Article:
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Eastern part of the southern coast of Australia

  • Scientific Code
  • Ecoregion Category
  • Size
    10,600 square miles
  • Status
  • Habitats

A broad coastal plain running from Victoria to the end of the Younghusband Peninsula in South Australia, the Naracoorte Woodlands ecoregion has nearly all been converted for agriculture. Low topography, high rainfalls, and the complex drainage of the Murray River mouth result in large lakes, lagoons, and waterlogged areas. Several wetlands of international significance are found in this ecoregion. However, widespread clearing and fragmentation, combined with wetlands drainage and hydrological control mean that European settlement had a severe impact on this ecoregion.

 Location and General Description
Situated along the mesic coastal strip in southeastern South Australia, all except the northernmost parts of this region have a cool, moist Mediterranean climate. Mean annual rainfall ranges from around 400 mm in the north (Laut 1977b) to over 850 mm in the south (Laut 1977a). Much of the region consists of undulating plains characterized by low parallel sand dunes underlain by calcrete, with several centers of geologically recent volcanic activity in the Mount Gambier district. The low topography coupled with high rainfall results in many areas being waterlogged part of the year. An extensive series of freshwater lagoons lies behind the coastal foredunes along the southern part of the coastline, while to the north the complex set of lakes and lagoons associated with the Murray River mouth generates a series of shallow waterbodies grading from fresh- to saltwater.

The distribution of the original vegetation of the region was largely determined by rainfall and drainage, with open sclerophyll forests on better drained soils in the higher rainfall areas becoming open woodlands as rainfall declines. Heaths grow on sandy soils and open river red gum (Eucalyptus camaldulensis) woodlands in heavier soils in low-lying seasonally waterlogged areas, with Gahnia tussock sedgelands and swamps in the wettest parts (Laut 1977a, Specht 1972). The forest and woodland understories tend to have a species composition similar to the heath regions, being made up of Xanthorrhoea tussocks and small-leaved sclerophyllous shrubs (e.g., Acacia, Astroloma, Banksia, Calytrix, Epacris, Hakea, Leptospermum and Leucopogon spp.). The region has been extensively cleared for agriculture, primarily livestock grazing, viticulture, and plantation forestry.

Biodiversity Features
Endemism is low, as much of the biota in this region can also be found in the adjoining Mount Lofty Woodlands ecoregion and the Southeast Australia Temperate Forests ecoregion. Several globally threatened species are, or were until relatively recently, found here. The critically endangered orange-bellied parrot (Neophema chrysogaster) (Hilton-Taylor 2000) overwinters among the coastal dune vegetation and saltmarshes. Two other endangered birds, the swift parrot (Lathamus discolor) and the regent honeyeater (Xanthomyza phyrigia), were regularly seen in the region 20 to 30 years ago but are now rarely if ever encountered. The striped legless lizard (Delma impar), which is considered vulnerable, is also found in forests and woodlands in the extreme southeast (Cogger 2000). The region is also the westernmost limit of the ranges of most pygmy-possums (Cercartetus spp.) and gliding possums (Petaurus spp. and Acrobates pygmaeus) (Strahan 1995).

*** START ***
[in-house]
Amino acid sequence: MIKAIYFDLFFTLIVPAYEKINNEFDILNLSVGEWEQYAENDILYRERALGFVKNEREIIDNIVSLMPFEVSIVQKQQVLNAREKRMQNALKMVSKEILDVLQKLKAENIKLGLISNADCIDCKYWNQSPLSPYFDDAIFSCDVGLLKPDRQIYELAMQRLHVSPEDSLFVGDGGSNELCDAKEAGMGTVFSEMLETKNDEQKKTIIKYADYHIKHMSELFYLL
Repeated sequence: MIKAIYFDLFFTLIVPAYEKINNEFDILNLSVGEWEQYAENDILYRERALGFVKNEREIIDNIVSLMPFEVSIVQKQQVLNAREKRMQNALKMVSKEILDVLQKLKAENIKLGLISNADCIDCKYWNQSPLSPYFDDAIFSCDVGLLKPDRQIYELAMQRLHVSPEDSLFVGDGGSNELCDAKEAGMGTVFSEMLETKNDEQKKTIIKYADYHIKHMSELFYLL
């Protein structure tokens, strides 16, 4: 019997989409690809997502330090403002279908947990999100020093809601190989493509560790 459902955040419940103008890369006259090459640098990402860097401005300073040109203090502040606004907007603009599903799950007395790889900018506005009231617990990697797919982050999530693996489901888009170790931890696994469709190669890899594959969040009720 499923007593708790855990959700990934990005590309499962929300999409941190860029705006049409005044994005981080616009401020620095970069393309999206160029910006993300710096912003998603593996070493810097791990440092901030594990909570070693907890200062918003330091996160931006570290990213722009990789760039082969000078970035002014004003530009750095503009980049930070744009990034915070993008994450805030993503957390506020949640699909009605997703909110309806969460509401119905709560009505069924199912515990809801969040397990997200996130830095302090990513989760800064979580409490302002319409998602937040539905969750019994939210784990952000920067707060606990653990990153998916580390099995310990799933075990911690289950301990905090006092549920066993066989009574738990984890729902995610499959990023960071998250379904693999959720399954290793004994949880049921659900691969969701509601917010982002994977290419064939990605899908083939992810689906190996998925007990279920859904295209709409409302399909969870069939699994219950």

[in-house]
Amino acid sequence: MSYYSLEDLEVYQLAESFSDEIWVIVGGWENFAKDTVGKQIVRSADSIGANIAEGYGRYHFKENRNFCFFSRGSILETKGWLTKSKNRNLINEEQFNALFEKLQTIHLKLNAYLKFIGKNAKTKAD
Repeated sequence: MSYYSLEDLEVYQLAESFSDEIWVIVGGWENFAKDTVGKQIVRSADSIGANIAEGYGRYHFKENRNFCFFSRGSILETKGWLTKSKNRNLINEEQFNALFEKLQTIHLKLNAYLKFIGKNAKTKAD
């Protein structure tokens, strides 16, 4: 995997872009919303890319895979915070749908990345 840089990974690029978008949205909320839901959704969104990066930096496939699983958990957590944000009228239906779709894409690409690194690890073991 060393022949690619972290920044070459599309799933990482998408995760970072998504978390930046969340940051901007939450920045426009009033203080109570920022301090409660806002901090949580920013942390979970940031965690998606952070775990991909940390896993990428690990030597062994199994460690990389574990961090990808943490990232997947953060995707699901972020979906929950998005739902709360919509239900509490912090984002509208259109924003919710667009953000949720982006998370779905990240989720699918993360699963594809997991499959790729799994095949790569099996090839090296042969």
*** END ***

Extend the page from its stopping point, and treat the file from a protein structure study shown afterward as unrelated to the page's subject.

The Naracoorte caves have recently been declared a World Heritage site, primarily on the basis of the rich Pleistocene megafauna fossil deposits they contain. The extant vertebrate cave fauna is less notable; the only bat species using the cave system, the common bentwing-bat (Miniopterus schreibersii), is abundant throughout a broad geographical range along the eastern coast of Australia (Strahan 1995). However, some of the arthropods collected from guano deposits appear to be endemic (NPWS 1992).

Perhaps the most notable feature of the region is the variety of saline and freshwater wetlands, which provide important habitats for waterfowl and migratory waders (Paton 1986). The Murray-Darling Basin covers approximately 14 percent of Australia and is one of the world’s largest river systems. Because Australia is mostly arid, the output from the Murray-Darling system is low, and no large fan delta results. Instead a series of shallow lakes drain into the ocean through a gap in coastal dunes that line the shore.

The Coorong in the northwestern section of the region is the major saline wetland area. Confined by the coastal dune barriers of the Younghusband and Sir Richard Peninsulas, the Coorong measures 140 km in length. The salinity levels in its lagoons vary from brackish to hypersaline, depending on location, time of year, and amount of flow through the mouth of the River Murray (Paton 1986). Many of the freshwater wetlands were originally temporary, the largest of these being Bool Lagoon (2,500 ha). Variability is important in these freshwater systems, for the composition of their aquatic plant communities is determined by flooding depth, season, frequency and duration (Rea 1994). The Coorong (with the adjacent Lakes Albert and Alexandrina) and Bool Lagoon are both designated as Ramsar Wetlands of International Importance.

Fauna of the Coorong includes migratory waders such as red-necked stints (Calidris ruficollis), sharp-tailed sandpipers (C. acuminata), and curlew sandpipers (C. ferruginea). Large numbers of grey teal (Anas gracilis) and Australian shelducks (Tadorna tadornoides) also utilize the Coorong. Water rats (Hydromys chrysogaster), eastern swamp rat (Rattus lutreolus), long-necked tortoise (Chelodina longicollis) and short-necked or Murray tortoise (Emydura macquarri) are found here as well (DEHAA 1999).